By Tom Reilly
Having started two successful businesses during recessions and having learned how to sell in a tough commodity market, I feel uniquely qualified to write on selling in tough times and tough markets. The United States government defines tough times as two consecutive quarters of negative economic growth. On a personal level, you know when things are tough—the market feels soft and buyers negotiate harder than when demand is greater than supply.
At this time, we have a whole generation of salespeople that have only sold during great economic times. We also have veteran salespeople that may have forgotten how to sell in tough times. One out of four will fail in tough times. Seventy percent barely survive. And five percent will thrive. Which are you?
You fight this battle on two fronts. One, you fight it on the streets with your knowledge and skills. Two, you fight it in your mind—your thinking and your attitude. In this article I discuss the mental side of selling in tough times. You must win this psychological battle to thrive in tough times.
Attitude drives behavior. We move in the direction of our thoughts. We behave as we believe. What we feel on the inside we generally demonstrate on the outside.
Consider the source
During tough times you are surrounded by bad news. Everywhere you turn you hear negativism: the media, peers, customers, concerned family and friends, and a worried management that is trying desperately to keep things afloat. How you choose to input and process this information determines your attitude and behavior.
A major problem that salespeople experience during tough times is that they believe everything that people tell them and allow it to influence their thinking. You must selectively input this information. How credible is the source? There are three types of people to consider.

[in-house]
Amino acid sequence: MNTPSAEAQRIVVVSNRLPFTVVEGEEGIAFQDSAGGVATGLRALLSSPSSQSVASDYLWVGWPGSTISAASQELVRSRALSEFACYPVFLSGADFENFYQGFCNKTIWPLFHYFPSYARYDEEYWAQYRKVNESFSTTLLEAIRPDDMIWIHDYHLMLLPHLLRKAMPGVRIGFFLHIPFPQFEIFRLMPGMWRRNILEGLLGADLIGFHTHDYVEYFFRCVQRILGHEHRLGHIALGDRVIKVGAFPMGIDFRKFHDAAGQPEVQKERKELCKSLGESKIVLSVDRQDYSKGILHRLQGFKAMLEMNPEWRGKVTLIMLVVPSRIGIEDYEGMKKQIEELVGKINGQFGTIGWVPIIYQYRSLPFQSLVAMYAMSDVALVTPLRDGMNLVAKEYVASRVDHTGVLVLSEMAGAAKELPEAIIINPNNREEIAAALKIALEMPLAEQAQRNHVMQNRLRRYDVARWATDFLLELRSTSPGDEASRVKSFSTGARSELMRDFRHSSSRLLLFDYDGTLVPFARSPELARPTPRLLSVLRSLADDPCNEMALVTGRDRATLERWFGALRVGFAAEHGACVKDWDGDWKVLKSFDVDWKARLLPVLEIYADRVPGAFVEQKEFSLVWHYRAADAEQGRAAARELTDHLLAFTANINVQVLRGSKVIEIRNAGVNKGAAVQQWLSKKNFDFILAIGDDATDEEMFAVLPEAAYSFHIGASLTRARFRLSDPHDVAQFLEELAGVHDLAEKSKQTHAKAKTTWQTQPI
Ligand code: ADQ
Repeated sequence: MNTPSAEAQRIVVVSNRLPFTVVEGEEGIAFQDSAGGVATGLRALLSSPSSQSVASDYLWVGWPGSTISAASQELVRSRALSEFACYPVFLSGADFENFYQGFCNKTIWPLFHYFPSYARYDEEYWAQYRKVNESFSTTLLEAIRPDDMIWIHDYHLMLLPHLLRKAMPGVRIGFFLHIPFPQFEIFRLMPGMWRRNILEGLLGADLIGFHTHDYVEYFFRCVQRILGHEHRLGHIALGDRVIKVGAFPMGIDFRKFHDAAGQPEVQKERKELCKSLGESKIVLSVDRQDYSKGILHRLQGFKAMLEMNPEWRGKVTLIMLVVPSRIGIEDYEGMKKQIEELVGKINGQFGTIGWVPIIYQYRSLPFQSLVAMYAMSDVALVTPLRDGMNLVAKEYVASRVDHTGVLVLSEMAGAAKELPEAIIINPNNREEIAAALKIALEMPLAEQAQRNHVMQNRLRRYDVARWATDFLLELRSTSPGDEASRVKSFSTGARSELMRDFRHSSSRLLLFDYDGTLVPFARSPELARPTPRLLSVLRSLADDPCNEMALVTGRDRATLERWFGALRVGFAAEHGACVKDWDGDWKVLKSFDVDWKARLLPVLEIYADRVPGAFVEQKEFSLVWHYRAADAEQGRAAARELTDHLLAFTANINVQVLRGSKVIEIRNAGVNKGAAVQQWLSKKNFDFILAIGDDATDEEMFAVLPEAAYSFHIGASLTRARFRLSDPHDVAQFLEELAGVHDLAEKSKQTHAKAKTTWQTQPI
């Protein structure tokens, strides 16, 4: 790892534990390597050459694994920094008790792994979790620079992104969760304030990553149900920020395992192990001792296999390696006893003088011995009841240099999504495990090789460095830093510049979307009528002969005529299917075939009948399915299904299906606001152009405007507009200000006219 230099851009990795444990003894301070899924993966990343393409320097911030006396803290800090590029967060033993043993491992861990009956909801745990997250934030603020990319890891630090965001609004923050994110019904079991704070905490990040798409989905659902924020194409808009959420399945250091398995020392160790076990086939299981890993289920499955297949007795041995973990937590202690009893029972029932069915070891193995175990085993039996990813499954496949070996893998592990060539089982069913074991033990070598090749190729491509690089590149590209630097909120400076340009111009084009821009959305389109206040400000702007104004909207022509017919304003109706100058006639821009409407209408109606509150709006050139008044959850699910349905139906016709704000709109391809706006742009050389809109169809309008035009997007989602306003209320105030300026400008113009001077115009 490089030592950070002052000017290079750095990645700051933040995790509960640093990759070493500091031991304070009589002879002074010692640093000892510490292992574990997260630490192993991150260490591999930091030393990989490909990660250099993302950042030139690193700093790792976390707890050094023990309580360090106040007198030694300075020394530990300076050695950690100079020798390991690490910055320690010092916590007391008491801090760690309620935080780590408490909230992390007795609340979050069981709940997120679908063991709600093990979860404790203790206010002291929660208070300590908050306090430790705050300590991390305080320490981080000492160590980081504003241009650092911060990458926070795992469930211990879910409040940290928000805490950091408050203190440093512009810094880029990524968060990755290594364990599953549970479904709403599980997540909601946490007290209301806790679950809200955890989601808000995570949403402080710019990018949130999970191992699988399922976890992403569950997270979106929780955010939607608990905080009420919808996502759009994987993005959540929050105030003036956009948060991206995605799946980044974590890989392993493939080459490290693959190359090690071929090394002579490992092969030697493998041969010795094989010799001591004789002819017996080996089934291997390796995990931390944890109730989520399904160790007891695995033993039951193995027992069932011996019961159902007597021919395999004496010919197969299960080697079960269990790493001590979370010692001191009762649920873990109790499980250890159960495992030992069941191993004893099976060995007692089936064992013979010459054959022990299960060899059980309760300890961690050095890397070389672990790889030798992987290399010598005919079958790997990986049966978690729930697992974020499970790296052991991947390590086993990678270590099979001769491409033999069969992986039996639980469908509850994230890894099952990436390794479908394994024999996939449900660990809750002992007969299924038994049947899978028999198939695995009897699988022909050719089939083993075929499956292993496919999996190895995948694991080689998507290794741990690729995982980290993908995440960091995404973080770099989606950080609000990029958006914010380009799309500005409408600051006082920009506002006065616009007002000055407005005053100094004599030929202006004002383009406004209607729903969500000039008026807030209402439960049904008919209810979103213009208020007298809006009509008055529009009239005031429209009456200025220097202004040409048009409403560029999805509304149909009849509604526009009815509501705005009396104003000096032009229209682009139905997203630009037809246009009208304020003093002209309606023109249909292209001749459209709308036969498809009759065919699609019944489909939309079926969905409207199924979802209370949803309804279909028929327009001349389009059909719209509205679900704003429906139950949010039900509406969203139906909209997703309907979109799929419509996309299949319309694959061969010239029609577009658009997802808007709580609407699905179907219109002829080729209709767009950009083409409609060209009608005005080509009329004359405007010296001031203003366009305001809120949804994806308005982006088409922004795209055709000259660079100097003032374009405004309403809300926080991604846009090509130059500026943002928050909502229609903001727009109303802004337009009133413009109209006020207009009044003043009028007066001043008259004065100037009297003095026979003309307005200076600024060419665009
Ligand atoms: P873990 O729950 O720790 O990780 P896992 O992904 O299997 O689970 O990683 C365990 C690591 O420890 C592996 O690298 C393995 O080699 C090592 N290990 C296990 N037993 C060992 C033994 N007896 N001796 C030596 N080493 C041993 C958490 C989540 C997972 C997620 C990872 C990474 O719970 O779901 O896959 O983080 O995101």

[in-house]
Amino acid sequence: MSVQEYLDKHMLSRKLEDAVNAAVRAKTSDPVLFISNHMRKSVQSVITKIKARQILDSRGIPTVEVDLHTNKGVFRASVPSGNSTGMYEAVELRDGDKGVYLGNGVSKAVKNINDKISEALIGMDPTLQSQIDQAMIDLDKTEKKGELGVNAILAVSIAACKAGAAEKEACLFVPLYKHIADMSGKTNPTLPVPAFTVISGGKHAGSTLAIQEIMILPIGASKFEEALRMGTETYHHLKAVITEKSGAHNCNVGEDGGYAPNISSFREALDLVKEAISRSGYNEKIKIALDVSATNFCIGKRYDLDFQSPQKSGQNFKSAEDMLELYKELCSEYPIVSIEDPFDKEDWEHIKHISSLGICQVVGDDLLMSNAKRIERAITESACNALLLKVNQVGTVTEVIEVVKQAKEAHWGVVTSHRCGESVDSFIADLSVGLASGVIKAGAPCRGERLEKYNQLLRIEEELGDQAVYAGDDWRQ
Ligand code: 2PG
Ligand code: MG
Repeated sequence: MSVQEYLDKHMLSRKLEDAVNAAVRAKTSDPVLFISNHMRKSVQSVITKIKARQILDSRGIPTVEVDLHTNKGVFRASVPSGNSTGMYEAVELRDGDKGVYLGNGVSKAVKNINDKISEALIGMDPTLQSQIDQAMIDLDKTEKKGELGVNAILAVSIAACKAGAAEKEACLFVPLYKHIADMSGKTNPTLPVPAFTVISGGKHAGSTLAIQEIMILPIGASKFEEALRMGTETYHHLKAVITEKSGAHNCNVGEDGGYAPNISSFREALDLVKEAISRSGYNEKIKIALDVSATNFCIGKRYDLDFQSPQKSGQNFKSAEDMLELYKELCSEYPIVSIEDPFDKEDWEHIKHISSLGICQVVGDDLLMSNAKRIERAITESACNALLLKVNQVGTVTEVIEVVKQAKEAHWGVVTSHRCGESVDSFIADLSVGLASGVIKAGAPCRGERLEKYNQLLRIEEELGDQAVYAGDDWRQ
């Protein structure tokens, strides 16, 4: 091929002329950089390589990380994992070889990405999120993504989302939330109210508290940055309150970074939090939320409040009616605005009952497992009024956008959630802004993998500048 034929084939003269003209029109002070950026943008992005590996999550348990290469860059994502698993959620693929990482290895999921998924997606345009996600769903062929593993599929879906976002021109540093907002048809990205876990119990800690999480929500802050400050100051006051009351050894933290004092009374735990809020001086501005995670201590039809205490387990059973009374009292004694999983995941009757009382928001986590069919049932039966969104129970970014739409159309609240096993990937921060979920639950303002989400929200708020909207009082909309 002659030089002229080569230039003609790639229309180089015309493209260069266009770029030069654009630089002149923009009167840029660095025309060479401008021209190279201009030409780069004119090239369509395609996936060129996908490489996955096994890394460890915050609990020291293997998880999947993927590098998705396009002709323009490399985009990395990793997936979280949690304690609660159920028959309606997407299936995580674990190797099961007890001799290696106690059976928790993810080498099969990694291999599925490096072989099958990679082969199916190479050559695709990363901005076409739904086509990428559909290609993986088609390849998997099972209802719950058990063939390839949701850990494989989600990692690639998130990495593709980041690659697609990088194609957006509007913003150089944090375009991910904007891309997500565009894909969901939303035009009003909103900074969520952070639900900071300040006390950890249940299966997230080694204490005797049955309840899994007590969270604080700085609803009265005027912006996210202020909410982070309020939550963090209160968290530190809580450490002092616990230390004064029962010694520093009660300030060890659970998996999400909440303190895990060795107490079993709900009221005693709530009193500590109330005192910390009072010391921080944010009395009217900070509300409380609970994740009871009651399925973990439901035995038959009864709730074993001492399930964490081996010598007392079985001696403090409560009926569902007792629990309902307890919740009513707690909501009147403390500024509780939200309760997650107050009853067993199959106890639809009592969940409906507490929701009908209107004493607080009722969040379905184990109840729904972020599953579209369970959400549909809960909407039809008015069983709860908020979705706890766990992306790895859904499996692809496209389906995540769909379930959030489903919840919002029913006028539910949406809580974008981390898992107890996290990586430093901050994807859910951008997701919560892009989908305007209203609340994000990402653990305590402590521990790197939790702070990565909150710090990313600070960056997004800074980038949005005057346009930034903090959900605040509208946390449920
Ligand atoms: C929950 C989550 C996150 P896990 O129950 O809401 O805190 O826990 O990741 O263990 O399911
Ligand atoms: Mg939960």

The commiserator wants information, time, and empathy. This person has legitimate concerns and uses you as a sounding board. Listen and provide helpful information. Empathy is not the same thing as sympathy. Empathy is the intellectual understanding of someone’s pain. Sympathy is crying with the other person. Empathize, don’t sympathize.
The manipulator wants to use whatever means and opportunities he has available to his advantage. Therefore, the manipulator will use the negative press and scuttlebutt to negotiate tougher with you. Don’t fall for this game. Remember, you cannot make a good deal with a bad guy.
The professional pessimist has a full-time job being negative. The sky is always falling in and the next disaster is just around the corner. Don’t give this much time and attention. Consider the source.
One study of salespeople found that optimistic salespeople sold on average thirty-seven percent more products and services than their negative counterparts. Hang on to your optimism. How do you maintain this positive attitude in tough times?
First, view success in the long term and failure in the short term. You are working diligently toward your success. That is your long-range goal. Of course there will be failures along the path! But the failure is always short term. You experience momentary setbacks as you pursue success. Everyone encounters these short-term failures. How you process this experience determines whether you learn from it or you inhibit and limit yourself because of it.
If you define success as the quality of your habits—work and personal—you are living success the minute you leave the house in the morning and begin your day of calling activities. By emphasizing quality efforts, you are practicing the habits of successful people.
Second, reframe what you hear and see. Perception is the meaning that you attach to incoming stimuli. It’s how you choose to interpret events. There is generally more than one way to interpret that which occurs around you. If you habitually think in terms of the worst possible outcome, you will live a life of worry and despair. You’ll fret over the smallest things.
Ask yourself, “Is there another way to perceive this situation?” “Is there something positive in this message?” The meaning that you attach to events determines your attitude and response. Habitually negative people have learned only one way to interpret life—the negative way.